Net Neutrality News & Roundup
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Net Neutrality News & Roundup

Yesterday the FCC reclassified Internet Service Providers (ISPs) as a telecommunications service under Title II of the Communications Act, with additional provisions from Title III and Section 706 of the Telecommunications Act of 1996. This was done for the purpose of ensuring net neutrality or open internet access, requiring ISPs to treat all data on the internet equally. Notably, yesterday’s Order also includes mobile broadband for the first time as well.

In a press release, the FCC claims,

Together Title II and Section 706 support clear rules of the road, providing the certainty needed for innovators and investors, and the competitive choices and freedom demanded by consumers, while not burdening broadband providers with anachronistic utility-style regulations such as rate regulation, tariffs or network sharing requirements.

I have expressed concerns in the past about the smattering of regulations available under Title II, far beyond what would be required for net neutrality. On the surface, the press release would seem to indicate that the recent Order was designed to attempt to prevent those further regulations from being available to the FCC:

Congress requires the FCC to refrain from enforcing — forbear from — provisions of the Communications Act that are not in the public interest. The Order applies some key provisions of Title II, and forbears from most others. Indeed, the Order ensures that some 27 provisions of Title II and over 700 regulations adopted under Title II will not apply to broadband. There is no need for any further proceedings before the forbearance is adopted. The proposed Order would apply fewer sections of Title II than have applied to mobile voice networks for over twenty years. (Italics in original.)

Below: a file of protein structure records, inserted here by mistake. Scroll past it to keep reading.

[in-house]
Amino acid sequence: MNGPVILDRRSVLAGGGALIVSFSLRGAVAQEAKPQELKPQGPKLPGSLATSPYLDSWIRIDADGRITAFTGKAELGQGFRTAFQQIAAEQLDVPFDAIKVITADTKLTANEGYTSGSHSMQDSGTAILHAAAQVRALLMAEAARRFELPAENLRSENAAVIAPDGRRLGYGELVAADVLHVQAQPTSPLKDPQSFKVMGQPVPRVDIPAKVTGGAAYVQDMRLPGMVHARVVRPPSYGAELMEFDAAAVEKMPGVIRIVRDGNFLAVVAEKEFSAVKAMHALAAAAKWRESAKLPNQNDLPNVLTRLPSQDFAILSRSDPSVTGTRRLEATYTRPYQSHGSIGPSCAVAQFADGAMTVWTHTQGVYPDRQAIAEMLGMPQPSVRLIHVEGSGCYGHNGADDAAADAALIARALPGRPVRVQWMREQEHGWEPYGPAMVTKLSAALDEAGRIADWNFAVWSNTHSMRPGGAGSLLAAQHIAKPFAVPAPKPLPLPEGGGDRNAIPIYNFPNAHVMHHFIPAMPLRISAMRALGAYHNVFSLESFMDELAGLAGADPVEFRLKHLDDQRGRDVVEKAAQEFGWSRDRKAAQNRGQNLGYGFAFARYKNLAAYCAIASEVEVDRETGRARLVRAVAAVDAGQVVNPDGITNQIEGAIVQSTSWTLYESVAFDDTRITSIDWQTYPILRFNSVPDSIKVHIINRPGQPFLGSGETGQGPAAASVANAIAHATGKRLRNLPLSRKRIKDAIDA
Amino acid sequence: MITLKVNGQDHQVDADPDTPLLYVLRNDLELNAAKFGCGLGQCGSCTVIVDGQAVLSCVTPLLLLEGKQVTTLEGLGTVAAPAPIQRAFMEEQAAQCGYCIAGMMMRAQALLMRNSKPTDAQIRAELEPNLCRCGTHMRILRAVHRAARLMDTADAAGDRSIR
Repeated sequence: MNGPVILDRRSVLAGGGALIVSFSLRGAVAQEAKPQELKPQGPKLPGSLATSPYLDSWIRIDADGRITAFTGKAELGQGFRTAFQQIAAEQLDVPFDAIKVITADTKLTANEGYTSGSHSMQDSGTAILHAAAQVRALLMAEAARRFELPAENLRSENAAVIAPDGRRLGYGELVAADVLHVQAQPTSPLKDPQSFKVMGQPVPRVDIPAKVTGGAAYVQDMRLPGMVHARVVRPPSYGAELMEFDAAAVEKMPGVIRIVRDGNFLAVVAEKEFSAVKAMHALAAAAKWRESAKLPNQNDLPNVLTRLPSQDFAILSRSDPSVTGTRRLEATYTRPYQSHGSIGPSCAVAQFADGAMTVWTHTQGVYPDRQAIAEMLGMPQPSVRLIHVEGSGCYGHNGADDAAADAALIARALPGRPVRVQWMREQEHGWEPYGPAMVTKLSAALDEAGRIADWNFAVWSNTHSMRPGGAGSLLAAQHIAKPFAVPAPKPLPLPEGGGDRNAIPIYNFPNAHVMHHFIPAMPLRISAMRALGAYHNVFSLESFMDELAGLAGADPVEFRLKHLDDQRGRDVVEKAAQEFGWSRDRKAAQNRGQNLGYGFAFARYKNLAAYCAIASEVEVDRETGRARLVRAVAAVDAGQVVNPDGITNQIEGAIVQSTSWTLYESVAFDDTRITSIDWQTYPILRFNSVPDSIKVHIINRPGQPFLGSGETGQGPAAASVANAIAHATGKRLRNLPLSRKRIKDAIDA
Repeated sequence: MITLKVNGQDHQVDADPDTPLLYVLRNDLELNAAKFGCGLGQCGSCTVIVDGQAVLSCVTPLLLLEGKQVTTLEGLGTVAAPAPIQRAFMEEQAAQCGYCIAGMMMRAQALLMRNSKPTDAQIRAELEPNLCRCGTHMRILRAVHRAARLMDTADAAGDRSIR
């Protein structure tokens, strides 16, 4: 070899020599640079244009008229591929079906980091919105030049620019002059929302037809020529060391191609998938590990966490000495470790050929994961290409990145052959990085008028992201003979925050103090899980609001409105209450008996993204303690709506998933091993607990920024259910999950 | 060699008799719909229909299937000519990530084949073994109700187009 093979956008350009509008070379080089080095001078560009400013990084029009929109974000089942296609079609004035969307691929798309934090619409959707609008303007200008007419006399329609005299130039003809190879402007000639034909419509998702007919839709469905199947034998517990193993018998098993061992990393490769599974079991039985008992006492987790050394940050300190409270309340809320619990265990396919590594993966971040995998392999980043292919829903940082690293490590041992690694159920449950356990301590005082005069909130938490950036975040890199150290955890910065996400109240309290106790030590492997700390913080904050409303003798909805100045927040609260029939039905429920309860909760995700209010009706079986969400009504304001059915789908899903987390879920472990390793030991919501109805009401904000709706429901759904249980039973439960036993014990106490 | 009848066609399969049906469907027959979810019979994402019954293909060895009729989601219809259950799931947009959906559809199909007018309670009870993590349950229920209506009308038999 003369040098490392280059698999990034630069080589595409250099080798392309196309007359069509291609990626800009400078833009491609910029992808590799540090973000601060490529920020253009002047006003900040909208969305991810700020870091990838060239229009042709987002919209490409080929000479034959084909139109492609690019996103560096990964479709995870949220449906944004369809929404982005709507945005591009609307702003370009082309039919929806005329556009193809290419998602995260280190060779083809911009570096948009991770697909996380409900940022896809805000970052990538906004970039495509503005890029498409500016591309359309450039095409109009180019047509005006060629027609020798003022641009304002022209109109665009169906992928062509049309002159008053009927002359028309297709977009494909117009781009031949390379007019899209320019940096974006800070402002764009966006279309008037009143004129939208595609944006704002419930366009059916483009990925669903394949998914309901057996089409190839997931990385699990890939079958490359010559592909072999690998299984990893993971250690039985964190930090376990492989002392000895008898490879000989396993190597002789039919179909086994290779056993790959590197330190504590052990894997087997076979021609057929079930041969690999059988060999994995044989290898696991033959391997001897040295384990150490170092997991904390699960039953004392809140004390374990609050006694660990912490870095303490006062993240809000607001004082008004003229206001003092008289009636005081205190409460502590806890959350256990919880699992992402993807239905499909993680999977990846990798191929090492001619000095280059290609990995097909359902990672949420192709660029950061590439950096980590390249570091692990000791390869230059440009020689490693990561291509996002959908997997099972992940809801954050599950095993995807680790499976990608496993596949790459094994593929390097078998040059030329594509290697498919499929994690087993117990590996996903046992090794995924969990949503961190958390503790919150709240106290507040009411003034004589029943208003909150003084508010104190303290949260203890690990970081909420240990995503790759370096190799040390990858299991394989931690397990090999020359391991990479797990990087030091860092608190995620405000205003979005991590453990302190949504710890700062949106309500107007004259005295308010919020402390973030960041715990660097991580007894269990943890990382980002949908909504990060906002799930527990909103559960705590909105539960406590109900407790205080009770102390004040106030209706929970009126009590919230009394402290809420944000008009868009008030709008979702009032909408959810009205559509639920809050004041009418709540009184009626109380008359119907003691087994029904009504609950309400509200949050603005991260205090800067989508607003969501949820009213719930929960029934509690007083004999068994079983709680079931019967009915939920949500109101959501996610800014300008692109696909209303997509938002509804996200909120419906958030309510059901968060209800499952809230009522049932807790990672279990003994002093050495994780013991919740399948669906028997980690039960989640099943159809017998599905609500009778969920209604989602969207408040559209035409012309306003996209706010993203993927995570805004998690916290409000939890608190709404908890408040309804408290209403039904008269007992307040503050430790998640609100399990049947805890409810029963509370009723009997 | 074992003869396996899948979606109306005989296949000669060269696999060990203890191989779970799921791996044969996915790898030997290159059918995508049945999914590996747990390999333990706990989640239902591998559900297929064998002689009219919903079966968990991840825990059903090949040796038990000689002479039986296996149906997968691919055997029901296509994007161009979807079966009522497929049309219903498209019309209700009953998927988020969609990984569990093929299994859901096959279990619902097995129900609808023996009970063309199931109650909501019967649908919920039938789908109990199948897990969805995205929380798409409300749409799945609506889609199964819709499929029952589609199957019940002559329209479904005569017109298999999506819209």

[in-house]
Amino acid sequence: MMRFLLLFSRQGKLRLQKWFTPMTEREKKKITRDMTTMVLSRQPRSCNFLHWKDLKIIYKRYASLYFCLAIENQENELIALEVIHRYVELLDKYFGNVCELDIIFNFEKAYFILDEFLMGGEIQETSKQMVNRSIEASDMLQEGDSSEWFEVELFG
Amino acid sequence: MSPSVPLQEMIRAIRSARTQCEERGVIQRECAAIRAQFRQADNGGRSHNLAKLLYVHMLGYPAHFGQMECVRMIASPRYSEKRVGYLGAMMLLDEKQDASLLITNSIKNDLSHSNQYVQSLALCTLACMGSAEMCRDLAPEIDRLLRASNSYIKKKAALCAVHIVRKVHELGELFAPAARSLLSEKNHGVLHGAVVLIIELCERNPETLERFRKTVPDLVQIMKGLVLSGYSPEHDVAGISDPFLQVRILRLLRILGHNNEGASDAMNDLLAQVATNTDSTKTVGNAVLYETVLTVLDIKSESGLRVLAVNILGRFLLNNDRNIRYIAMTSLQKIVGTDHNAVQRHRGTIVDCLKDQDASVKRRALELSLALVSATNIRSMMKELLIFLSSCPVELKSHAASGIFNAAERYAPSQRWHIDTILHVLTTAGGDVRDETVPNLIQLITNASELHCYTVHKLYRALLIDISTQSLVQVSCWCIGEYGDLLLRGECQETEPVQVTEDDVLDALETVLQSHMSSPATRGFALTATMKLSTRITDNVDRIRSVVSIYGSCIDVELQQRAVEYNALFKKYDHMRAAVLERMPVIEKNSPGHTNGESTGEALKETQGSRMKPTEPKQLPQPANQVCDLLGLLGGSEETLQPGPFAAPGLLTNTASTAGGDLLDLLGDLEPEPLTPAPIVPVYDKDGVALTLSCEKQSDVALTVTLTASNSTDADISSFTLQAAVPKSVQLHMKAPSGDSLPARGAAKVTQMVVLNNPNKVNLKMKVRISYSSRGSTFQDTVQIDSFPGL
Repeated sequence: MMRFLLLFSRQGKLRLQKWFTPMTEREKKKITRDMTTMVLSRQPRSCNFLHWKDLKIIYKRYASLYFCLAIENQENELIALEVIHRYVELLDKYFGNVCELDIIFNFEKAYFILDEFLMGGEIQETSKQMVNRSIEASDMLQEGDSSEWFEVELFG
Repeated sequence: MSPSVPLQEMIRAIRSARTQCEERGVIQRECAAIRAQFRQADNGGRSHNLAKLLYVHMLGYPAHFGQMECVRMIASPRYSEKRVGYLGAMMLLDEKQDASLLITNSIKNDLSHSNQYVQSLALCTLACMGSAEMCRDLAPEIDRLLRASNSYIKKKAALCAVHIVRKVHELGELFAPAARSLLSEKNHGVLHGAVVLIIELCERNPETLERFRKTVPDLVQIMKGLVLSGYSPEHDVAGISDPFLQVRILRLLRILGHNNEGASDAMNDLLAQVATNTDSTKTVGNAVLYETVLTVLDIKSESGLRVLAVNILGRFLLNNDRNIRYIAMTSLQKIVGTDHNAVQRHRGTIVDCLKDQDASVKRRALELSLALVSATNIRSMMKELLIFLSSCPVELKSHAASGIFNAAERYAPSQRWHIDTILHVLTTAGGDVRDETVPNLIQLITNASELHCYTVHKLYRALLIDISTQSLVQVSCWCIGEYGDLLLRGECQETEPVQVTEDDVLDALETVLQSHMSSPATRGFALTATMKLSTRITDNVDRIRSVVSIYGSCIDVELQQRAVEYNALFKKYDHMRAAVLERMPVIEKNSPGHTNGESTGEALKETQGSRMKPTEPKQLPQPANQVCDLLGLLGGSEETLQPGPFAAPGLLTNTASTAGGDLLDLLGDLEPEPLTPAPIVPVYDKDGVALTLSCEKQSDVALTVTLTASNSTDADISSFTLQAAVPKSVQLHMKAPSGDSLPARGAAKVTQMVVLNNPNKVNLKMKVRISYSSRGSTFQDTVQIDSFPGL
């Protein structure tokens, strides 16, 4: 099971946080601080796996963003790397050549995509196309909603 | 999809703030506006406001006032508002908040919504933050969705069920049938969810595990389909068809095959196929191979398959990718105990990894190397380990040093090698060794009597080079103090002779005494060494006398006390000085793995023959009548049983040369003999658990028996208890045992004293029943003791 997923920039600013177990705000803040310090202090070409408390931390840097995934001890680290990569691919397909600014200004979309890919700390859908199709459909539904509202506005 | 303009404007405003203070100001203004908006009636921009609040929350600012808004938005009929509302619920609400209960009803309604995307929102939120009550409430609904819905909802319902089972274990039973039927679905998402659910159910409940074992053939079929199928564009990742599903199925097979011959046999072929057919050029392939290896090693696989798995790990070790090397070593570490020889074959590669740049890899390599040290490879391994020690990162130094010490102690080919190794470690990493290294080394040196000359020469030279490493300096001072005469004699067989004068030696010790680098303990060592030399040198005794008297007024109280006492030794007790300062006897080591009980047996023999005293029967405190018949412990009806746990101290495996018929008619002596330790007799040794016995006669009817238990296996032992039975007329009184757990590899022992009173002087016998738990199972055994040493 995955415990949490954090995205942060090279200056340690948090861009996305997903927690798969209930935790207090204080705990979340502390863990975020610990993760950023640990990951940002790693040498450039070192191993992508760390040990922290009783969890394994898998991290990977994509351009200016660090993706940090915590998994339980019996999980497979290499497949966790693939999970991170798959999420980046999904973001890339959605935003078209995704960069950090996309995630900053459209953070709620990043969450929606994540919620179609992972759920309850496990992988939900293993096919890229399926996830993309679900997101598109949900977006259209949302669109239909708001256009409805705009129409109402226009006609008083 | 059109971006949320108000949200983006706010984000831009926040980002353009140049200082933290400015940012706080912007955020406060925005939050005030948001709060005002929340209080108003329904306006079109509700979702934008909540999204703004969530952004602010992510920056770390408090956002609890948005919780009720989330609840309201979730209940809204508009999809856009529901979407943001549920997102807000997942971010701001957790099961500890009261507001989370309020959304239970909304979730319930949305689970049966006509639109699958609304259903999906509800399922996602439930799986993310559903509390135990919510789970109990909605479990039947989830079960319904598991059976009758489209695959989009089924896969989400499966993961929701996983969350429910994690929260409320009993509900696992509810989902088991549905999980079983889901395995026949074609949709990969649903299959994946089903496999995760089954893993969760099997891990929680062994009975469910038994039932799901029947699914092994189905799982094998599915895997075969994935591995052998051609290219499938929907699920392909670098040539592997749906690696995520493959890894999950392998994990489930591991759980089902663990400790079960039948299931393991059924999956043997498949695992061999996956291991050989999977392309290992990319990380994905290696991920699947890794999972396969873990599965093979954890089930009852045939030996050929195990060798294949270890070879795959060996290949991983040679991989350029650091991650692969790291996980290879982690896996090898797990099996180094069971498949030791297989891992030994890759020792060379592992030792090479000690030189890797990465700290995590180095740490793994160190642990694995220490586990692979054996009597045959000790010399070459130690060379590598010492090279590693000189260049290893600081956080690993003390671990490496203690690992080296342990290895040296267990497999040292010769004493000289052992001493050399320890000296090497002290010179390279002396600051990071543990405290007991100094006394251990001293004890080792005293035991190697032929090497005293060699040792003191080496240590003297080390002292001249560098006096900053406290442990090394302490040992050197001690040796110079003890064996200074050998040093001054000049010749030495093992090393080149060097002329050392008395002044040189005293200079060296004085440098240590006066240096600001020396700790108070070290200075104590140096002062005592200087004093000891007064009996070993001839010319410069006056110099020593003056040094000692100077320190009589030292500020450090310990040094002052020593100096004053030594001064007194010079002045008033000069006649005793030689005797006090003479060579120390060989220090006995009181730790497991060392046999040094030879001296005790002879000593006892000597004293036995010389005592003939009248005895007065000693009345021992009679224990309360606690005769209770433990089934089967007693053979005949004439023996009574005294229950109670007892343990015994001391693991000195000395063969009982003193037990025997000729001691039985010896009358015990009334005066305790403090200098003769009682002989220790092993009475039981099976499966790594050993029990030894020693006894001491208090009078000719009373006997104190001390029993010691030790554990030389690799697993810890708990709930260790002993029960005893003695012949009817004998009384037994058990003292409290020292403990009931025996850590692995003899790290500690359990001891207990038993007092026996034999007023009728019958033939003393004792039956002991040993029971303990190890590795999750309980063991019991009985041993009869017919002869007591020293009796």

To what extent the Order can ensure that this forbearance will remain in effect is an important and open question to me.

For my part, as I have argued in the past, the net neutrality that was struck down in January 2014 was an effective means for restricting consolidation and ensuring the possibility of competition through regulation of the market form, such as by prohibiting discriminatory practices, but not by restricting the details of the market processes, such as by fixing prices or subsidizing production. The closer a market is to perfect competition, the more closely will it reflect equilibrium prices: the place where consumer demand meets producer supply most efficiently, minimizing deadweight loss. Reduced costs for such an important commodity, neither deflated through subsidies nor inflated through price controls, gives the most benefit to the poor today without (further) compromising our long term financial viability as a country for our children by spending more of their future tax dollars today via subsidies, increasing debt and deficits even more. In addition, increased regulation beyond this runs the risk of raising entry costs to new competitors, effectively closing the ISP market in favor of those already on the scene, especially the bigger providers.

Thus, the justice of the matter is in the details, and for this reason I find it of paramount importance (1) whether the forbearance of the Order effectively restricts the FCC’s power to regulate market processes and, (2) if so, whether it will remain a permanent fixture of the Order as long as it is in effect. If it is subject to easy revision or not well-written in the first place, we may end up in a few years with something far different from what we got, or seemed to get, yesterday.

That said, I am not the only contributor to the PowerBlog that has written on this question, and our positions seem to fall across the spectrum. For those interested in reading more, I offer the following roundup (from most to least recent):

The recent press release by the FCC is available here. The full text of the Order has not yet been made available.

Dylan Pahman

Dylan Pahman is a research fellow at the Acton Institute, where he serves as executive editor of the Journal of Markets & Morality. He earned his MTS in historical theology from Calvin Theological Seminary. In addition to his work as an editor, Dylan has authored several peer-reviewed articles, conference papers, essays, and one book: Foundations of a Free & Virtuous Society (Acton Institute, 2017). He has also lectured on a wide variety of topics, including Orthodox Christian social thought, the history of Christian monastic enterprise, the Reformed statesman and theologian Abraham Kuyper, and academic publishing, among others.